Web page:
• In the first quarter, net income improved 2.7 percent to $2.05 billion, or 42 cents a share, while sales climbed 7.2 percent to $13.7 billion.

  • Microsoft launches a new resource site and announces new environmental outreach efforts ahead of this year's Earth Day on April 22.

  • Campbell was described as "an intensely private individual who rarely talked to the press." He was beloved, even revered, by those he influenced and touched.

  • Despite another quarterly revenue drop, IBM said its transformation continues to pay off with strong growth in "strategic imperatives," including cloud, analytics and more.

  • We are all quite aware that data volume and velocity are increasing at increasing speeds, so it becomes more relevant than ever to provide users with immediate access to the right data across operational and analytical workloads. When tasks need to be completed, the data must be accessible and transportable in real time. The conventional approach of creating new data silos for distinct data sets is clearly inadequate. A converged data platform inside a data center puts data services, including enterprise storage, database and event streaming, into a single deployment to deliver real-time data to users. This is similar to a converged infrastructure in a data center—more functionality is connected physically together in order to create better efficiency of data movement. There are a multitude of benefits to a converged platform approach; we present 10 of those benefits here. This eWEEK slide show uses industry information from Dale Kim, senior director of industry solutions at MapR Technologies.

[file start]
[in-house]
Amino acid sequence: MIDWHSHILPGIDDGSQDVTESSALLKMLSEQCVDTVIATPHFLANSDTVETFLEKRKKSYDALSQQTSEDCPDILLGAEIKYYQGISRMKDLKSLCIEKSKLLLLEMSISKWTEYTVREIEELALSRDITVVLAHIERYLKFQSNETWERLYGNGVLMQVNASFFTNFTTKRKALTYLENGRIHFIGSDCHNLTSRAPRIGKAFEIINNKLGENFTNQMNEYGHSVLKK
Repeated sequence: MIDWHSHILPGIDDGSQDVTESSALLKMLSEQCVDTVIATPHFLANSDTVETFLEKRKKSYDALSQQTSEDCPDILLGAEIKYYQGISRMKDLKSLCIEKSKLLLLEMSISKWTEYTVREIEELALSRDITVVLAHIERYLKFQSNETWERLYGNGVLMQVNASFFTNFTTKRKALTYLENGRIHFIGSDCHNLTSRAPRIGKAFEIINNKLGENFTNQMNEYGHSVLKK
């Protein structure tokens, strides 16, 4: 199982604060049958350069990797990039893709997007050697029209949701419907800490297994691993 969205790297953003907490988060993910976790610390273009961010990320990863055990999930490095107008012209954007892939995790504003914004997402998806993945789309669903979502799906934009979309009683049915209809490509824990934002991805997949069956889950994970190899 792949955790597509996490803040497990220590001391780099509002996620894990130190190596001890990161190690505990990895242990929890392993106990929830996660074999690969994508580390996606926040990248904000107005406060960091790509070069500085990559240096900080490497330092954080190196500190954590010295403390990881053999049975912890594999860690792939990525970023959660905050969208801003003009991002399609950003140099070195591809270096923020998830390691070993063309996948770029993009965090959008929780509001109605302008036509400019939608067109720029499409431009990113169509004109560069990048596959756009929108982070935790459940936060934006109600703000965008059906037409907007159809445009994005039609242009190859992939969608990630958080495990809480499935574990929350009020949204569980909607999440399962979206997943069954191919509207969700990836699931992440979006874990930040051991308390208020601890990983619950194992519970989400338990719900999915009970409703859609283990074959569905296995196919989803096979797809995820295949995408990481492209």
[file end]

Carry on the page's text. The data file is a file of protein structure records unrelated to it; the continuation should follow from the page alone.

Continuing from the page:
• The software giant reports progress in ensuring that women "get equal pay for equal work," narrowing the gender pay gap to a fraction of a penny.